Two legendary saxophonists--New York's Joe McPhee on alto and UK's John Butcher on tenor--meet at "The Hill" in the Chihuahuan Desert in Texas, where artist James Magee is building a set of raised buildings arranged on the compass points to house his work, providing fascinating resonant properties for McPhee & Butcher's exceptional interaction.
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Label: Trost Records
Catalog ID: TROST 174CD
Squidco Product Code: 26878
Packaging: Jewel Case
Recorded at "The Hill" in the Chihuahuan Desert , Texas.
Joe McPhee-alto saxophone
John Butcher-tenor saxophone
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• Show Bio for Joe McPhee
"Joe McPhee, born November 3,1939 in Miami, Florida, USA, is a multi-instrumentalist, composer, improviser, conceptualist and theoretician. He began playing the trumpet at age eight, taught by his father, himself a trumpet player. He continued on that instrument through his formative school years and later in a U.S. Army band stationed in Germany, at which time he was introduced to performing traditional jazz. Clifford Thornton's Freedom and Unity, released in 1969 on the Third World label, is the first recording on which he appears as a side man. In 1968, inspired by the music of Albert Ayler, he took up the saxophone and began an active involvement in both acoustic and electronic music.
His first recordings as leader appeared on the CJ Records label, founded in 1969 by painter Craig Johnson. These include Underground Railroad by the Joe McPhee Quartet (1969), Nation Time (1970), Trinity (1971) and Pieces of Light (1974). In 1975, Swiss entrepreneur Werner X. Uehlinger release Black Magic Man by McPhee, on what was to become Hat Hut Records.
In 1981, he met composer, accordionist, performer, and educator Pauline Oliveros, whose theories of "deep listening" strengthened his interests in extended instrumental and electronic techniques. he also discovered Edward de Bono's book Lateral Thinking: A Textbook of Creativity, which presents concepts for solving problems by "disrupting an apparent sequence and arriving at the solution from another angle." de Bono's theories inspired McPhee to apply this "sideways thinking" to his own work in creative improvisation, resulting in the concept of "Po Music." McPhee describes "Po Music" as a "process of provocation" (Po is a language indicator to show that provocation is being used) to "move from one fixed set of ideas in an attempt to discover new ones." He concludes, "It is a Positive, Possible, Poetic Hypothesis." The results of this application of Po principles to creative improvisation can be heard on several Hat Art recordings, including Topology, Linear B, and Oleo & a Future Retrospective.
In 1997, McPhee discovered two like-minded improvisers in bassist Dominic Duval and drummer Jay Rosen. The trio premiered at the Vision Jazz Festival in 1998 but the concert went unnoticed by the press. McPhee, Duval, and Rosen therefore decided that an apt title for the group would be Trio X. In 2004 he created Survival Unit III with Fred Lonberg-Holm and Michael Zerang to expand his musical horizons and with a career spanning nearly 50 years and over 100 recordings, he continues to tour internationally, forge new connections while reaching for music's outer limits."-Joe McPhee Website (http://joemcphee.com/bio.html)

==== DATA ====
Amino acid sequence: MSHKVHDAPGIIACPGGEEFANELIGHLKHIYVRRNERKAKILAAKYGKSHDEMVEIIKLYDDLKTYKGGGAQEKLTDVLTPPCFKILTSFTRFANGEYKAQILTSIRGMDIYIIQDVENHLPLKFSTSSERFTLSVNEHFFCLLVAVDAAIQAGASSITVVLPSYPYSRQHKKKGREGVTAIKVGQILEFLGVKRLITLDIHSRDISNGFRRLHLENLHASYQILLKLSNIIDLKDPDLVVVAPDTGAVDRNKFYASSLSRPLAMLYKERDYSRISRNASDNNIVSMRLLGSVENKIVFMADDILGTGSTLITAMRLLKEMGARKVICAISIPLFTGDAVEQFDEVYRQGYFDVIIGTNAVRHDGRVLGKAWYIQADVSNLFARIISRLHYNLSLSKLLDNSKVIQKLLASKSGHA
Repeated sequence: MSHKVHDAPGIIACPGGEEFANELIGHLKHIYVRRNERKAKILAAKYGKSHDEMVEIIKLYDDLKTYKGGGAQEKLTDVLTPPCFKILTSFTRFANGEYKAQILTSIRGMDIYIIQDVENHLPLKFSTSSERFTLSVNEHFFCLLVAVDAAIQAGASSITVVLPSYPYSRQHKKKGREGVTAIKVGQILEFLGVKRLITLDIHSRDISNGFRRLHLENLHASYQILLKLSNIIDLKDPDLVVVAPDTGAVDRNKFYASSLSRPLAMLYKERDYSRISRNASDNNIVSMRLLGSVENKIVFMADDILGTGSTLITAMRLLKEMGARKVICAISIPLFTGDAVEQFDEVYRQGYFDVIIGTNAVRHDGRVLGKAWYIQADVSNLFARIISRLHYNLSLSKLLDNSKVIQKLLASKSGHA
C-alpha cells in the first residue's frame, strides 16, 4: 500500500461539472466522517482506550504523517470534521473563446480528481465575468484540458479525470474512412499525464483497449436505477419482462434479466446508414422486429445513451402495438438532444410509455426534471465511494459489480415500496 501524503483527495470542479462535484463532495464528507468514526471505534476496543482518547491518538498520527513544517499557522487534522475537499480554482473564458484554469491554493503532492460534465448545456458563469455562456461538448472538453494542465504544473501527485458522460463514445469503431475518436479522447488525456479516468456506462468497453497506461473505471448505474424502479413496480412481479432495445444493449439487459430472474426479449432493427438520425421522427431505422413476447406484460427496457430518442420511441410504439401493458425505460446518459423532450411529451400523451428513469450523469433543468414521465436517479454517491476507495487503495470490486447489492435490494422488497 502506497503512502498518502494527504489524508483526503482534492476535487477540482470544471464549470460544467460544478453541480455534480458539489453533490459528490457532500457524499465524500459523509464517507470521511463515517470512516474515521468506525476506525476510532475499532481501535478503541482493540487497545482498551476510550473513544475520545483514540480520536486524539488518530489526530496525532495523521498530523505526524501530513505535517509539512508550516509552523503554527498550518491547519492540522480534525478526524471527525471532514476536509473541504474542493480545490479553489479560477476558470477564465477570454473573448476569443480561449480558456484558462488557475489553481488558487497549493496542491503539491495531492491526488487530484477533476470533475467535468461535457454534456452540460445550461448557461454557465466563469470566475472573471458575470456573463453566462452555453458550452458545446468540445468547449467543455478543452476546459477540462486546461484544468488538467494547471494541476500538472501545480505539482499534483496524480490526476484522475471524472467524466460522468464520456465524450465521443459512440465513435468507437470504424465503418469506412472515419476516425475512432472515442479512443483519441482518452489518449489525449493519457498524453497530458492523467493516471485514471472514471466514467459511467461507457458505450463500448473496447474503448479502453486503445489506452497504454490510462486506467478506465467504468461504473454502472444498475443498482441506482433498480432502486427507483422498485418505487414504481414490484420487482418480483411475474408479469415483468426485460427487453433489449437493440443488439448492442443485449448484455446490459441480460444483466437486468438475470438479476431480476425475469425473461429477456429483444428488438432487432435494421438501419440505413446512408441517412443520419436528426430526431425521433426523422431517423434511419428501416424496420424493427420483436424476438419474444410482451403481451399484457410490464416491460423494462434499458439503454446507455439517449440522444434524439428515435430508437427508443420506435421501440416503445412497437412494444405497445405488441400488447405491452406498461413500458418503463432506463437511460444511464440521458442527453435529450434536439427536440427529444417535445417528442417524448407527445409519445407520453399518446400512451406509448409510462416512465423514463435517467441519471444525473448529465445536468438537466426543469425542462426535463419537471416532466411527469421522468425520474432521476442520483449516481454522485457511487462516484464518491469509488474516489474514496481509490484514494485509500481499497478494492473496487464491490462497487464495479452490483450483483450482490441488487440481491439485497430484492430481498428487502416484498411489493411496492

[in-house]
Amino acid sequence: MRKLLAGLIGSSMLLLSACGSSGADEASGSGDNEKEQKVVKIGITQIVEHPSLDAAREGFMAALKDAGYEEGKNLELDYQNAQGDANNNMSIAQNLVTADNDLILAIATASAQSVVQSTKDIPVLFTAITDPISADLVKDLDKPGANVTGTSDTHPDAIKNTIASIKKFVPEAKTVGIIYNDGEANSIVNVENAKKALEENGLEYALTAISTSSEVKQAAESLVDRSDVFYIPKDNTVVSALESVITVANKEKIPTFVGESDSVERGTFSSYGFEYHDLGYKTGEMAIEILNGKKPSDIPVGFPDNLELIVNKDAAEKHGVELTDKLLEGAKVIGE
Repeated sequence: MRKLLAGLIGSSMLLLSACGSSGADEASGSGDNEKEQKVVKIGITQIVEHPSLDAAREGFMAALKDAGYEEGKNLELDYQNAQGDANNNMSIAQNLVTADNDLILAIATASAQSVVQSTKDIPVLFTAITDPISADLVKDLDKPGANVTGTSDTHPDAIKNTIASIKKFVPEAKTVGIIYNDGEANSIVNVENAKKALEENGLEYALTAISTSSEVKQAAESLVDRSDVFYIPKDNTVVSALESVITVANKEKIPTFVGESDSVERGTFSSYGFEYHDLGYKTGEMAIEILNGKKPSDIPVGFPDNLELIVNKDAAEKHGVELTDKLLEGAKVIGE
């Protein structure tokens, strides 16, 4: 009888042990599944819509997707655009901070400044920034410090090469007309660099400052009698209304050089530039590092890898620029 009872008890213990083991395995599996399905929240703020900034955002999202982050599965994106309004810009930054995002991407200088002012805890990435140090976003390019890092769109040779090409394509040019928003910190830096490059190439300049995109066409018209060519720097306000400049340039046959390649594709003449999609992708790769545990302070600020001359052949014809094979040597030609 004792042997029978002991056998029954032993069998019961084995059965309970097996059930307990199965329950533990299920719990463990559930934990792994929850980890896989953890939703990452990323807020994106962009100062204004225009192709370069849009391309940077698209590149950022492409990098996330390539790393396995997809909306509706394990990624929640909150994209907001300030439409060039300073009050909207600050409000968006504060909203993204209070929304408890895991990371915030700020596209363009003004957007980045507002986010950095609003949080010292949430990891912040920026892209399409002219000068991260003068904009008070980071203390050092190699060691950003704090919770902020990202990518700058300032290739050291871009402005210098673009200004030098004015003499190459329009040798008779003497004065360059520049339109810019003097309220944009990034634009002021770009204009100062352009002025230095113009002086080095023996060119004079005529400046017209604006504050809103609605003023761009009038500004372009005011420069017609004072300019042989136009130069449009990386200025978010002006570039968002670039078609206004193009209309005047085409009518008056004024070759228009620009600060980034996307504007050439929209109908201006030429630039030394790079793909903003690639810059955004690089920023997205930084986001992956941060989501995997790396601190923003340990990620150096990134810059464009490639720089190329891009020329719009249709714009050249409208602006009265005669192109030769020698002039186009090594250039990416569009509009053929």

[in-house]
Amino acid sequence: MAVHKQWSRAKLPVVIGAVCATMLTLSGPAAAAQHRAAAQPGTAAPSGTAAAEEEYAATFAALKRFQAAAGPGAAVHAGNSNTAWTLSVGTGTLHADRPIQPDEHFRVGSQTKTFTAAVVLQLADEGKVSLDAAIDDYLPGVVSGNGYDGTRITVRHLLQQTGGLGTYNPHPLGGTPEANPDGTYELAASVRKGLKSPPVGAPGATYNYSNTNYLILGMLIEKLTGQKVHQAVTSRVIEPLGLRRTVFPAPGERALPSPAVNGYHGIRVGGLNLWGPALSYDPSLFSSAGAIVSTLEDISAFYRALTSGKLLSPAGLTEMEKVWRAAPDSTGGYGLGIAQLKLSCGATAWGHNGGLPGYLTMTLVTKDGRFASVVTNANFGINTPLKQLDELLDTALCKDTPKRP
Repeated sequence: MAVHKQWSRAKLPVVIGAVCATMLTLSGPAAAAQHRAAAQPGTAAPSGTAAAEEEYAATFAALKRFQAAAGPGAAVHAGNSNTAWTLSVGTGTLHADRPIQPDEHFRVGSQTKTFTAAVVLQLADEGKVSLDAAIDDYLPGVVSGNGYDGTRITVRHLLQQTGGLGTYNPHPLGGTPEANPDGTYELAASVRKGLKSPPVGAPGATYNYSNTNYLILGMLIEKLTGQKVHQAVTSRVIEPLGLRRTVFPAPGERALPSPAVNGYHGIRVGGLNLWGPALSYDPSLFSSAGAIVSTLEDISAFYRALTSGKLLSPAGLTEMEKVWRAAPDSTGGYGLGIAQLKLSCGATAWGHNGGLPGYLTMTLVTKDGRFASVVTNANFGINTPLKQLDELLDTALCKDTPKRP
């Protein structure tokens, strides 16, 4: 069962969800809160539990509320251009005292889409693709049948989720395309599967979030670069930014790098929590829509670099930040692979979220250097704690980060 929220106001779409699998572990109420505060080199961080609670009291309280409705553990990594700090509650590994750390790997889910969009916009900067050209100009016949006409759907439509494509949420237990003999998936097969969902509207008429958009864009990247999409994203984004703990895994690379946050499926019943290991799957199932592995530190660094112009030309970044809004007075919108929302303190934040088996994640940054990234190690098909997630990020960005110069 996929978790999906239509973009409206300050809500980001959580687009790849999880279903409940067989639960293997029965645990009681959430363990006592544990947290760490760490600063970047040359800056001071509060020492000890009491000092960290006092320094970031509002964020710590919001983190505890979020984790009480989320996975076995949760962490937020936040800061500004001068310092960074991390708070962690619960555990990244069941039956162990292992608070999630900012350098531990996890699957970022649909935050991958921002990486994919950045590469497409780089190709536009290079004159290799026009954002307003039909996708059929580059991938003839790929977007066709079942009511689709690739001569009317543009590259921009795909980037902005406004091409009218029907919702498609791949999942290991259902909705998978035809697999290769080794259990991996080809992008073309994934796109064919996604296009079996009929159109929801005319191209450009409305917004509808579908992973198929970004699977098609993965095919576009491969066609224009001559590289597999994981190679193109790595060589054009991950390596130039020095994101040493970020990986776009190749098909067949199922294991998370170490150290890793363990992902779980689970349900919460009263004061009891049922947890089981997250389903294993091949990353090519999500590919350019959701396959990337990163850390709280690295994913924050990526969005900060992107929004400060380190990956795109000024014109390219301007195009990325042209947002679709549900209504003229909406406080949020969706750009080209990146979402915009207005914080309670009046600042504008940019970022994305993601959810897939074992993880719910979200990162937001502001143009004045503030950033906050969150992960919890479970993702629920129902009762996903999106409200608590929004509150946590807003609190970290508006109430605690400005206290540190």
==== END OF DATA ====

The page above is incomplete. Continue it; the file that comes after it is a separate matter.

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• Show Bio for John Butcher
"John Butcher's work ranges through improvisation, his own compositions, multitracked pieces and explorations with feedback and extreme acoustics.Originally a physicist, he left academia in '82, and has since collaborated with hundreds of musicians - Derek Bailey, John Tilbury, John Stevens, The EX, Akio Suzuki, Gerry Hemingway, Polwechsel, Gino Robair, Rhodri Davies, Okkyung Lee, John Edwards, Toshi Nakamura, Paul Lovens, Eddie Prevost, Mark Sanders, Christian Marclay, Otomo Yoshihide, Phil Minton, and Andy Moor - to name a few.
He is well known as a solo performer who attempts to engage with the uniqueness of place. Resonant Spaces is a collection of site-specific performances collected during a tour of unusual locations in Scotland and the Orkney Islands.His first solo album, Thirteen Friendly Numbers, includes compositions for multitracked saxophones, whilst later solo CDs focus on live performance, composition, amplification and saxophone-controlled feedback.
HCMF has twice commissioned him to compose for his own large ensembles. Other commissions include for Elision (Australia), the Rova (USA) & Quasar (Canada) Saxophone Quartets, reconstructed Futurist Intonarumori (USA), "Tarab Cuts" (based on pre-WWII Arabic recordings, and shortlisted for the 2014 British Composer's Award) and "Good Liquor .." for the London Sinfonietta. In 2011 he received a Paul Hamlyn Foundation Award for Artists.